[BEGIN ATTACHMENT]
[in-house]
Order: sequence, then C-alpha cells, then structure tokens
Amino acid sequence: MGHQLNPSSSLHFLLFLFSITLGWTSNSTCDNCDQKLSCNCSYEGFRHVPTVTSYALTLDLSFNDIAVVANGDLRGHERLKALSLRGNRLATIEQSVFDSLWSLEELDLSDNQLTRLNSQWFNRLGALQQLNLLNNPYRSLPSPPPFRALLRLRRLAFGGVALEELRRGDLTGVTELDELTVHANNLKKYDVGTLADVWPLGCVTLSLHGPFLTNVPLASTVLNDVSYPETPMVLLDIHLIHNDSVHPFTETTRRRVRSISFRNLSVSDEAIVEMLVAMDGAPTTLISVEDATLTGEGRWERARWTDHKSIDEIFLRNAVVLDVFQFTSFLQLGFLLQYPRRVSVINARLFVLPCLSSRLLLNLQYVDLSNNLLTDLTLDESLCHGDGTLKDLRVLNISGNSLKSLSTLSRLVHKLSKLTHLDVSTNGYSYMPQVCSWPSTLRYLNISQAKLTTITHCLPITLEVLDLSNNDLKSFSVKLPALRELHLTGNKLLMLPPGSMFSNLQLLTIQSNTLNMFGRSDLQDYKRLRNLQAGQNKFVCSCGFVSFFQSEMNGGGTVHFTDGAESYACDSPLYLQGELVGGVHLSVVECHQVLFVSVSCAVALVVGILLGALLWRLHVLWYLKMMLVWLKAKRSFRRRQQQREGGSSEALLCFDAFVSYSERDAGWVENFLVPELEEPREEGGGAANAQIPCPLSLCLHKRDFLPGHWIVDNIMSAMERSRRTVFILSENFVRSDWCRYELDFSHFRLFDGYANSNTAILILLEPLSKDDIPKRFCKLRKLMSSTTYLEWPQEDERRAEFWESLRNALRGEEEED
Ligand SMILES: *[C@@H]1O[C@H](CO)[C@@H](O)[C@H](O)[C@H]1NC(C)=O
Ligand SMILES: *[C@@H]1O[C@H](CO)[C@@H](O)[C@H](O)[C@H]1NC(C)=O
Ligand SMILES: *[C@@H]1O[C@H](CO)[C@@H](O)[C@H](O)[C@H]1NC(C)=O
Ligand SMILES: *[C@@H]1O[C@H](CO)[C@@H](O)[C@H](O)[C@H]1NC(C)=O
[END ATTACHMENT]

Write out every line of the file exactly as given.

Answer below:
[in-house]
Order: sequence, then C-alpha cells, then structure tokens
Amino acid sequence: MGHQLNPSSSLHFLLFLFSITLGWTSNSTCDNCDQKLSCNCSYEGFRHVPTVTSYALTLDLSFNDIAVVANGDLRGHERLKALSLRGNRLATIEQSVFDSLWSLEELDLSDNQLTRLNSQWFNRLGALQQLNLLNNPYRSLPSPPPFRALLRLRRLAFGGVALEELRRGDLTGVTELDELTVHANNLKKYDVGTLADVWPLGCVTLSLHGPFLTNVPLASTVLNDVSYPETPMVLLDIHLIHNDSVHPFTETTRRRVRSISFRNLSVSDEAIVEMLVAMDGAPTTLISVEDATLTGEGRWERARWTDHKSIDEIFLRNAVVLDVFQFTSFLQLGFLLQYPRRVSVINARLFVLPCLSSRLLLNLQYVDLSNNLLTDLTLDESLCHGDGTLKDLRVLNISGNSLKSLSTLSRLVHKLSKLTHLDVSTNGYSYMPQVCSWPSTLRYLNISQAKLTTITHCLPITLEVLDLSNNDLKSFSVKLPALRELHLTGNKLLMLPPGSMFSNLQLLTIQSNTLNMFGRSDLQDYKRLRNLQAGQNKFVCSCGFVSFFQSEMNGGGTVHFTDGAESYACDSPLYLQGELVGGVHLSVVECHQVLFVSVSCAVALVVGILLGALLWRLHVLWYLKMMLVWLKAKRSFRRRQQQREGGSSEALLCFDAFVSYSERDAGWVENFLVPELEEPREEGGGAANAQIPCPLSLCLHKRDFLPGHWIVDNIMSAMERSRRTVFILSENFVRSDWCRYELDFSHFRLFDGYANSNTAILILLEPLSKDDIPKRFCKLRKLMSSTTYLEWPQEDERRAEFWESLRNALRGEEEED
Ligand SMILES: *[C@@H]1O[C@H](CO)[C@@H](O)[C@H](O)[C@H]1NC(C)=O
Ligand SMILES: *[C@@H]1O[C@H](CO)[C@@H](O)[C@H](O)[C@H]1NC(C)=O
Ligand SMILES: *[C@@H]1O[C@H](CO)[C@@H](O)[C@H](O)[C@H]1NC(C)=O
Ligand SMILES: *[C@@H]1O[C@H](CO)[C@@H](O)[C@H](O)[C@H]1NC(C)=O